A beneficiary deed is a certain type of real property deed which is used to transfer property. It takes a particular piece of property out of the probate process when ownership is transferred upon death and the property is no longer part of the decedent’s estate which may go through probate or pass under a will.
When an owner of real property signs and records a beneficiary deed, it may cause the owner’s interest in the real property to be conveyed to certain individuals or entities on the owner’s death.
But the interest in real property does not take effect until the death of the owner, after which the interest automatically transfers to the designated individual or entity which is named in the beneficiary deed.
Beneficiary deeds have certain advantages compared to the other ways for transferring real property at death. Among the major ones are:
- Typically, a beneficiary deed avoids the cost and delay of probate because the property is not part of the probate estate.
- Because it is not a present transfer of property, gift taxes may not apply to a beneficiary deed.
- If the owner changes their mind about the beneficiary, they can change the designation at any time before death.
- Because the beneficiary has no interest in the property until the death of the owner, the beneficiary’s creditors cannot reach that particular property.
- The transfer of property through a beneficiary deed is much less expensive compared to the transfer of property under a revocable trust or will.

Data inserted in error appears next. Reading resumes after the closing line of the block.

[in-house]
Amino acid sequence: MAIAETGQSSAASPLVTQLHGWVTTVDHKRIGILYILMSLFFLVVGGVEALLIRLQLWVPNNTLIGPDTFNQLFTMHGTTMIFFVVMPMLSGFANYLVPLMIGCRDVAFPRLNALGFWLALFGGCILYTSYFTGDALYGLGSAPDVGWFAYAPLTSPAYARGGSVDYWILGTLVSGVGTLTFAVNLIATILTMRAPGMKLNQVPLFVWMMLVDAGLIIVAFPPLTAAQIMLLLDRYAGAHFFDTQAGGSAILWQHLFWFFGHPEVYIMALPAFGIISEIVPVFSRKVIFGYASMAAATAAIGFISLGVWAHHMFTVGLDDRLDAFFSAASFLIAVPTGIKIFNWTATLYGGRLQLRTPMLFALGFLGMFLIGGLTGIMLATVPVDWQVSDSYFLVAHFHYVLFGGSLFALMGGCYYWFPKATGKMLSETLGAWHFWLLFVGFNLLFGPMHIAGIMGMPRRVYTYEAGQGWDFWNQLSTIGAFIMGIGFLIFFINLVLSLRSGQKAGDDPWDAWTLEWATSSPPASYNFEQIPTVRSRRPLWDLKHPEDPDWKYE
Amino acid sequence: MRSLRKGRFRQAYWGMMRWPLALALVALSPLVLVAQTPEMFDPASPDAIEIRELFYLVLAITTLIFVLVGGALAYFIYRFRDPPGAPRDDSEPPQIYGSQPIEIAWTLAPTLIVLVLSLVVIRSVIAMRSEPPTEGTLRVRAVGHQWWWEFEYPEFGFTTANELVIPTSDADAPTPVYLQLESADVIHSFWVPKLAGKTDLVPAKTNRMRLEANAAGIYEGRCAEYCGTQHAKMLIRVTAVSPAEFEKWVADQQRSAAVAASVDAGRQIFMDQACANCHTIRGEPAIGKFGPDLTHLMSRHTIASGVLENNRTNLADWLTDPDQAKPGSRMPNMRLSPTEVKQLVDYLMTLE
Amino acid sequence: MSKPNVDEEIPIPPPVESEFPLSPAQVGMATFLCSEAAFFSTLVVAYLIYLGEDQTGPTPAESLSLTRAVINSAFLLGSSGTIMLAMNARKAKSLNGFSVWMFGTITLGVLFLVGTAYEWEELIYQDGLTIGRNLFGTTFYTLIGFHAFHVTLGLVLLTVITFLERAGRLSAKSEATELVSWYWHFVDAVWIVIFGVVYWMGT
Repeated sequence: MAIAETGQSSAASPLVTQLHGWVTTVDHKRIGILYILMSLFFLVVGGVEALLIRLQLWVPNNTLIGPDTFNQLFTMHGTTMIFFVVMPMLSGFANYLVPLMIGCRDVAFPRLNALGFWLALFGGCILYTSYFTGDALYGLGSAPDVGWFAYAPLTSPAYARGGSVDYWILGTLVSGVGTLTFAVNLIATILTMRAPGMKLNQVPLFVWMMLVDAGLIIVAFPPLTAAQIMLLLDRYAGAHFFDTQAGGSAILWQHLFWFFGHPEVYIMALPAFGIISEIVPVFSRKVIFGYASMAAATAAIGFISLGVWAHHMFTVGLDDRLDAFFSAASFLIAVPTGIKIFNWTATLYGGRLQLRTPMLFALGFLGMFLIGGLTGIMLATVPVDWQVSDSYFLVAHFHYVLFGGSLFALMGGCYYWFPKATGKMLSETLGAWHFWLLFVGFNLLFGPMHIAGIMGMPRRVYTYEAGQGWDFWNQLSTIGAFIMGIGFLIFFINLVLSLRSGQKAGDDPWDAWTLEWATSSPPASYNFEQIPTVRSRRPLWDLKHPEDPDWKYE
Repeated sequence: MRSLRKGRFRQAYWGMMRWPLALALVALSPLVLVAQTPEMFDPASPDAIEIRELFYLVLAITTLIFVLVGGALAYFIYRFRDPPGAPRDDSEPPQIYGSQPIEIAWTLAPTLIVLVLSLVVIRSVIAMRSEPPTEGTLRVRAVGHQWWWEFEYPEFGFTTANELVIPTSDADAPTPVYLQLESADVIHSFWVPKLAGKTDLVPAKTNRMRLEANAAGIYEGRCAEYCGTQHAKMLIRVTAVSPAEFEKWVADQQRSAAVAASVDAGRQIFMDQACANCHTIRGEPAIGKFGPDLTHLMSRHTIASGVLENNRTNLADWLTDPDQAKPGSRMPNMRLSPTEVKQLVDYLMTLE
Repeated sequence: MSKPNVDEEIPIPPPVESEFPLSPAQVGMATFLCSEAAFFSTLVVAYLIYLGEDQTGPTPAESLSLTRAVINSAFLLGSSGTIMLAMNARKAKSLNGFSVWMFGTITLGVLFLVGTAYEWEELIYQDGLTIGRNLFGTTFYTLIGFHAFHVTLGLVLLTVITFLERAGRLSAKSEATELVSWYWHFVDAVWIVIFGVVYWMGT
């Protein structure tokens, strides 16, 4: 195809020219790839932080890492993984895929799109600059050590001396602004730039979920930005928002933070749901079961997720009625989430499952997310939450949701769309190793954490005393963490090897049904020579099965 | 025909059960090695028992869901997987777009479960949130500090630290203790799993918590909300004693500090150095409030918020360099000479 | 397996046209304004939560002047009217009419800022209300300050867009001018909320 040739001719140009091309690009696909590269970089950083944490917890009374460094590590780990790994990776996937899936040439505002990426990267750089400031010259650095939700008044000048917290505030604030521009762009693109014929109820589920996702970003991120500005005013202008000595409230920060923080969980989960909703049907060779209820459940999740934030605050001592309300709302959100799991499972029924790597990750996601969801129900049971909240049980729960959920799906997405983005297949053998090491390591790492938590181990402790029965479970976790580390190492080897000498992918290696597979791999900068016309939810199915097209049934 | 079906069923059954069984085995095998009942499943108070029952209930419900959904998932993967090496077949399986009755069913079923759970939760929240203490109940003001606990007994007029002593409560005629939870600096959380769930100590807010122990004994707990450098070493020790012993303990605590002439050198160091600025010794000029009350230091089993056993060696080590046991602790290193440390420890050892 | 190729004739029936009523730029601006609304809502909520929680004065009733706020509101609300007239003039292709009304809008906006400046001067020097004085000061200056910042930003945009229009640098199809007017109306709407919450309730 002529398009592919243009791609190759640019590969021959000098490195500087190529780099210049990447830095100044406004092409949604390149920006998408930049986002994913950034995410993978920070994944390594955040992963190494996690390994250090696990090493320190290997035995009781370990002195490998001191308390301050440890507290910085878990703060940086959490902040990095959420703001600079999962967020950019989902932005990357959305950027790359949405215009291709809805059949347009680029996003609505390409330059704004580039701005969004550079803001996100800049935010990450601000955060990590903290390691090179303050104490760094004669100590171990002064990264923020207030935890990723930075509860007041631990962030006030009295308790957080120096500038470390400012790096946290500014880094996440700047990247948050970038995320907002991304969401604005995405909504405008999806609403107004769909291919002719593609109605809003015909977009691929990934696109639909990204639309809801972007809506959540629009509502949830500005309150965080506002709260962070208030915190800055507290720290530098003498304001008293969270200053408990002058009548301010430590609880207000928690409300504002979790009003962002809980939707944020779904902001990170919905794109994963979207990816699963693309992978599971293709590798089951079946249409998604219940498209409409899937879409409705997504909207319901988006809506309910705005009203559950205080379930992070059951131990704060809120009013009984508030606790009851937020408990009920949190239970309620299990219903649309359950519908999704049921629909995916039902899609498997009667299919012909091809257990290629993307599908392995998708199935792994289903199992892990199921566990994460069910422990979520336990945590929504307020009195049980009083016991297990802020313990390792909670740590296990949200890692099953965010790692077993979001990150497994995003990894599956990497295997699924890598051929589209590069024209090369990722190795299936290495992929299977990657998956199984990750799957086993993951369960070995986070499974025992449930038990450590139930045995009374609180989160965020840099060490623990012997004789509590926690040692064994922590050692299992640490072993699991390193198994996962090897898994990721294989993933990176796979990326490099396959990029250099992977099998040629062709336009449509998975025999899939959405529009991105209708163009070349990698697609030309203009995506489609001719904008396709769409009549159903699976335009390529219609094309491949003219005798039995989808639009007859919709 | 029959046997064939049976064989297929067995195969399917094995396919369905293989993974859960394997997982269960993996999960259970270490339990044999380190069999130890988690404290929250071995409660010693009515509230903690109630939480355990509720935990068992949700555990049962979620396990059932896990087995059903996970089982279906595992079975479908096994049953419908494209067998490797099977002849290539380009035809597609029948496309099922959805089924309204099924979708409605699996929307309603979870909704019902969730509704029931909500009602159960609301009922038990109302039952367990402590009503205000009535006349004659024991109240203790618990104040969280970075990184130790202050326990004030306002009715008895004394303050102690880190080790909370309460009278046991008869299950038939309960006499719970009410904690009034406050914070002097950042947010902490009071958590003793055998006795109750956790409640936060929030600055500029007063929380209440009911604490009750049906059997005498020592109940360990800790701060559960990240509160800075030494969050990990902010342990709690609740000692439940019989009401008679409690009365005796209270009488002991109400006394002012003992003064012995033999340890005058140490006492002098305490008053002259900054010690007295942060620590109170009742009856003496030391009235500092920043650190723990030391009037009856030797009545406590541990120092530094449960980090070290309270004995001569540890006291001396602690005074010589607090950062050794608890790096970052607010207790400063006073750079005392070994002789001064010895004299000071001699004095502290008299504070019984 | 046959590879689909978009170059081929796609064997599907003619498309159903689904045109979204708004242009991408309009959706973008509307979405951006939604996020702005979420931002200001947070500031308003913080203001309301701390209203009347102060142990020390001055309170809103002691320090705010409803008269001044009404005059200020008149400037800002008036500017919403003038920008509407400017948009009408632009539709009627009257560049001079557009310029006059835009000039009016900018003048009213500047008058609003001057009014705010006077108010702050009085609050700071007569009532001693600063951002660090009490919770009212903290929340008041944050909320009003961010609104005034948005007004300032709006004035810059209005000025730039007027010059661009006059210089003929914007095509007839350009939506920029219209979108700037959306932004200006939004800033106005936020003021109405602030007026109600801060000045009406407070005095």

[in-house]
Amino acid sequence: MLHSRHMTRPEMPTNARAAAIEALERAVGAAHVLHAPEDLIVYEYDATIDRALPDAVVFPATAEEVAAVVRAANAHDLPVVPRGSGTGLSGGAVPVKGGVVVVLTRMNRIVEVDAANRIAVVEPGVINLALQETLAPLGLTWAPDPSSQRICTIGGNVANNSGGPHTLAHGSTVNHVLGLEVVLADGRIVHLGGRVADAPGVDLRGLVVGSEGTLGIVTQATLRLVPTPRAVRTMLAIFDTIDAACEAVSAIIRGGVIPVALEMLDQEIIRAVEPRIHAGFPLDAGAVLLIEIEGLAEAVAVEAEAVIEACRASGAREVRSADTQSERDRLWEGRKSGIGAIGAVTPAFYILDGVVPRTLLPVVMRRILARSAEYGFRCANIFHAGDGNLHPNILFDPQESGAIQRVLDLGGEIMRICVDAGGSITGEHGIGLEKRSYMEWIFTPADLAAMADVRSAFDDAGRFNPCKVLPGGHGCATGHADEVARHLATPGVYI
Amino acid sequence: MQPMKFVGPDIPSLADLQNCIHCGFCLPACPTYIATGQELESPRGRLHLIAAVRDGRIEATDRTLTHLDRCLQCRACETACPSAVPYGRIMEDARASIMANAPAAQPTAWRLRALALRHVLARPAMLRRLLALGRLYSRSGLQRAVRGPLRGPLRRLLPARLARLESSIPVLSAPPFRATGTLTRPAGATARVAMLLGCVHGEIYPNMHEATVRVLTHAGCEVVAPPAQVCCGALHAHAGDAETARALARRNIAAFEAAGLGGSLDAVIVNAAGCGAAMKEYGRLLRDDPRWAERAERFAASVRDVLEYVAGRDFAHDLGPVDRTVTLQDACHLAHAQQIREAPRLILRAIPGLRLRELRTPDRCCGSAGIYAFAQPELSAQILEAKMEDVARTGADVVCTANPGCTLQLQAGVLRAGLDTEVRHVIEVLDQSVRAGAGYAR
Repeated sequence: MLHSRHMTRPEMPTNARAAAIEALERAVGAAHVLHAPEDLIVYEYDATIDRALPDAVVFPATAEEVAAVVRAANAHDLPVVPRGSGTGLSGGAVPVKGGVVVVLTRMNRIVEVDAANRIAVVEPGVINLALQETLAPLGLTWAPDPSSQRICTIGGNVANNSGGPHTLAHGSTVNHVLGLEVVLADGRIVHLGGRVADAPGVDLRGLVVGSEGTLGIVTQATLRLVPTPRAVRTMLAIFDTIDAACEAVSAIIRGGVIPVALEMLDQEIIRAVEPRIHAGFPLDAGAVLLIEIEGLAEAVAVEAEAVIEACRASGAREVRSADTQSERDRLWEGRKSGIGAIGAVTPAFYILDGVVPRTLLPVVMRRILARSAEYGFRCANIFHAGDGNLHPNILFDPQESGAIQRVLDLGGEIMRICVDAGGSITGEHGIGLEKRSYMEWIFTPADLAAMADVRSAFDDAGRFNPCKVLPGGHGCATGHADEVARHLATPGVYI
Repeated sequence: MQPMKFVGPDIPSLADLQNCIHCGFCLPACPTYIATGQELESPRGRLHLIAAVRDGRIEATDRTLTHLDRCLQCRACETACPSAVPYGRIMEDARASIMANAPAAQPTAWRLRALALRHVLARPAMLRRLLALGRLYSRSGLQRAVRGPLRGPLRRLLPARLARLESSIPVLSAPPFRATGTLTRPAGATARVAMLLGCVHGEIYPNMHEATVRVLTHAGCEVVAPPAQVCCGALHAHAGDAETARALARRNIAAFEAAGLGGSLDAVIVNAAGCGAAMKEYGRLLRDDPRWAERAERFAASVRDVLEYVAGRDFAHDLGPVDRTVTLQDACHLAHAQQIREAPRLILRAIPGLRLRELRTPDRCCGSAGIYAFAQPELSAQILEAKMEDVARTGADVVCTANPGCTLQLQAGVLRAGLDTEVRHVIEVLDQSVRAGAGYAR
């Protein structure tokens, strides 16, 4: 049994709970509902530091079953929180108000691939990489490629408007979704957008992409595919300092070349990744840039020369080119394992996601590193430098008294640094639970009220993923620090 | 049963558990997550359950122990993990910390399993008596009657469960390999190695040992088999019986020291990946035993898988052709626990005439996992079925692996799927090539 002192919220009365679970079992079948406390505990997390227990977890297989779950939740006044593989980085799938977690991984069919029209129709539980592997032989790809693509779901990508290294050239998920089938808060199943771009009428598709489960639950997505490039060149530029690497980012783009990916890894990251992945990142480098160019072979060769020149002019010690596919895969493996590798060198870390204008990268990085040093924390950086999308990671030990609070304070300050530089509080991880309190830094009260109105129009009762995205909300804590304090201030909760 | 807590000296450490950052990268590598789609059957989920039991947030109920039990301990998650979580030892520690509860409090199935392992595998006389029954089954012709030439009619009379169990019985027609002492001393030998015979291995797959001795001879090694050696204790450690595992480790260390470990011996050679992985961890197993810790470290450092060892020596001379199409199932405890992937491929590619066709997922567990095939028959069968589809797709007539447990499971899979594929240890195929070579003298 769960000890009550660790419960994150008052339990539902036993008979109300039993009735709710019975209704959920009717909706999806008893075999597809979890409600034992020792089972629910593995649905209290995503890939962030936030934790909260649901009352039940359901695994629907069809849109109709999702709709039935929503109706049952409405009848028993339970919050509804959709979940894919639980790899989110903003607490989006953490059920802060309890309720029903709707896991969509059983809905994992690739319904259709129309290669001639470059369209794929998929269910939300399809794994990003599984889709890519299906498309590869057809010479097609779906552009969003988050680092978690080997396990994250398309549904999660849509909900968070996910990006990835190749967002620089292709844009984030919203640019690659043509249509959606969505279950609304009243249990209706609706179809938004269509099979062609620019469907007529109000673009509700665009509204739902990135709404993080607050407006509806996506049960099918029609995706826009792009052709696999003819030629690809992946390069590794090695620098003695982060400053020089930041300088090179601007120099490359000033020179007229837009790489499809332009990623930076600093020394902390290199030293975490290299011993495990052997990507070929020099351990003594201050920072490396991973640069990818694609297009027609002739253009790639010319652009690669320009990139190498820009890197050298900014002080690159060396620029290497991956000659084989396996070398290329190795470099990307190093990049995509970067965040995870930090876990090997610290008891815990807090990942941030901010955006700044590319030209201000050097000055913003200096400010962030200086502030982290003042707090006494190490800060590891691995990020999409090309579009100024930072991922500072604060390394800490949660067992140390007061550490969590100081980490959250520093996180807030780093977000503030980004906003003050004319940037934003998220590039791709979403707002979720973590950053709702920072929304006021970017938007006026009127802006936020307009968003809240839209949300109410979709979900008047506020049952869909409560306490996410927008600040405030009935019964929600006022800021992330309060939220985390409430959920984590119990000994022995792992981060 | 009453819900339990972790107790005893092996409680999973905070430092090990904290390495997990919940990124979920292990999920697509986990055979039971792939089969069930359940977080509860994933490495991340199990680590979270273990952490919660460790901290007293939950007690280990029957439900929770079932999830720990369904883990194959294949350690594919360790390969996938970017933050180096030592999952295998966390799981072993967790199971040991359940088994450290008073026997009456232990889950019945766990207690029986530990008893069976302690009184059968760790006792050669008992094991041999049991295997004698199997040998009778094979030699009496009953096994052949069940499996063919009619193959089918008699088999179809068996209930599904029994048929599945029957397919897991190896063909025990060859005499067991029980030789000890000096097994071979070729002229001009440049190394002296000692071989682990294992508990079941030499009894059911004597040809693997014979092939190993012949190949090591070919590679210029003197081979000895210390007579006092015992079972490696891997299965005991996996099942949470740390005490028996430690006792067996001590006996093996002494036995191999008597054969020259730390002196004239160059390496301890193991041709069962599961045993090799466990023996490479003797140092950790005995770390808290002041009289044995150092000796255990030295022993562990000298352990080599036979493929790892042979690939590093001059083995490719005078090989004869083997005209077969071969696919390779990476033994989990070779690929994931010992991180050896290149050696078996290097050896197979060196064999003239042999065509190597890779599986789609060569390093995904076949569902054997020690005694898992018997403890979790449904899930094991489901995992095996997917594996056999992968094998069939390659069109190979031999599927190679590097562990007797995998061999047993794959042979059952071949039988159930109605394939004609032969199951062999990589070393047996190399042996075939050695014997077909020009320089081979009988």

There may be certain disadvantages to beneficiary deeds and among the major ones are:
- Individuals may use these deeds without consulting an attorney and they may make legal mistakes such as not providing for the possibility that the beneficiary predeceases the owner.
- If someone challenges the effectiveness of a beneficiary deed, a court proceeding may be necessary to resolve the issue.
- If there is any contradiction or ambiguity regarding the transfer of property, a title company may be reluctant to issue title insurance.
- Selling the property may not be possible until four months after the owner’s death because in some states, anyone who has a claim against the property has four months to record the claim.
A beneficiary deed is also less complex and expensive than setting up a trust. However, a trust may still be desirable in certain types of situations such as:
- When the beneficiary is a minor;
- When there are multiple beneficiaries who will own undivided interests in the property; or
- When the property is owned as joint tenants with right of survivorship.
The level of capacity which is needed to make a beneficiary deed is similar to the level of capacity which is needed to make a will.
The particular laws on beneficiary deeds can vary state by state so it is important to consult the relevant local laws. If you need help with a beneficiary deed, it would be beneficial to consult with a local real estate attorney before proceeding.